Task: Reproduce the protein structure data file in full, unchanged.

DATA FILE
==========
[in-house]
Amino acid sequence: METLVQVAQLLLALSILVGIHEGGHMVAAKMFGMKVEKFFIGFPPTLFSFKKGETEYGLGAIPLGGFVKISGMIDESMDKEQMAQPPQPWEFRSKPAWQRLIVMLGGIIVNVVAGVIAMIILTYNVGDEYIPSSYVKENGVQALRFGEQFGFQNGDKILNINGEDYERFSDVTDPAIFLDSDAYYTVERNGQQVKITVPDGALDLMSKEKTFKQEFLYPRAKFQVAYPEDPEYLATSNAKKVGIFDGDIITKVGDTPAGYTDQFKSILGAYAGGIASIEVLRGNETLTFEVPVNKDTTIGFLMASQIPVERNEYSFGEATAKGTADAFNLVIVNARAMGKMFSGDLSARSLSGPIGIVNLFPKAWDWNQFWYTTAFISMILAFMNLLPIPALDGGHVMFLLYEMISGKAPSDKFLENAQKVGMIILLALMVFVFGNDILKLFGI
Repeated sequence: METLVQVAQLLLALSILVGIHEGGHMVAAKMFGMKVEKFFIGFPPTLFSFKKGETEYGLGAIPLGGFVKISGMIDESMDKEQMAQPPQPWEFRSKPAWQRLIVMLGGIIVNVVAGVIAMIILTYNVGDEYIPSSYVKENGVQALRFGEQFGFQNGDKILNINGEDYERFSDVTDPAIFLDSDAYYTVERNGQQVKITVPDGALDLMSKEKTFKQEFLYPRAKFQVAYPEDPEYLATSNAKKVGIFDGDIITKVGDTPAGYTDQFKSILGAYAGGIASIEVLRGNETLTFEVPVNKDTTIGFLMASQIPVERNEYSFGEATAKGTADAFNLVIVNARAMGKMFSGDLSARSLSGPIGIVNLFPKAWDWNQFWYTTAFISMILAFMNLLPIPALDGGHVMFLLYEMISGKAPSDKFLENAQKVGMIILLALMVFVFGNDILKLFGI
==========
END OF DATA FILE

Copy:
[in-house]
Amino acid sequence: METLVQVAQLLLALSILVGIHEGGHMVAAKMFGMKVEKFFIGFPPTLFSFKKGETEYGLGAIPLGGFVKISGMIDESMDKEQMAQPPQPWEFRSKPAWQRLIVMLGGIIVNVVAGVIAMIILTYNVGDEYIPSSYVKENGVQALRFGEQFGFQNGDKILNINGEDYERFSDVTDPAIFLDSDAYYTVERNGQQVKITVPDGALDLMSKEKTFKQEFLYPRAKFQVAYPEDPEYLATSNAKKVGIFDGDIITKVGDTPAGYTDQFKSILGAYAGGIASIEVLRGNETLTFEVPVNKDTTIGFLMASQIPVERNEYSFGEATAKGTADAFNLVIVNARAMGKMFSGDLSARSLSGPIGIVNLFPKAWDWNQFWYTTAFISMILAFMNLLPIPALDGGHVMFLLYEMISGKAPSDKFLENAQKVGMIILLALMVFVFGNDILKLFGI
Repeated sequence: METLVQVAQLLLALSILVGIHEGGHMVAAKMFGMKVEKFFIGFPPTLFSFKKGETEYGLGAIPLGGFVKISGMIDESMDKEQMAQPPQPWEFRSKPAWQRLIVMLGGIIVNVVAGVIAMIILTYNVGDEYIPSSYVKENGVQALRFGEQFGFQNGDKILNINGEDYERFSDVTDPAIFLDSDAYYTVERNGQQVKITVPDGALDLMSKEKTFKQEFLYPRAKFQVAYPEDPEYLATSNAKKVGIFDGDIITKVGDTPAGYTDQFKSILGAYAGGIASIEVLRGNETLTFEVPVNKDTTIGFLMASQIPVERNEYSFGEATAKGTADAFNLVIVNARAMGKMFSGDLSARSLSGPIGIVNLFPKAWDWNQFWYTTAFISMILAFMNLLPIPALDGGHVMFLLYEMISGKAPSDKFLENAQKVGMIILLALMVFVFGNDILKLFGI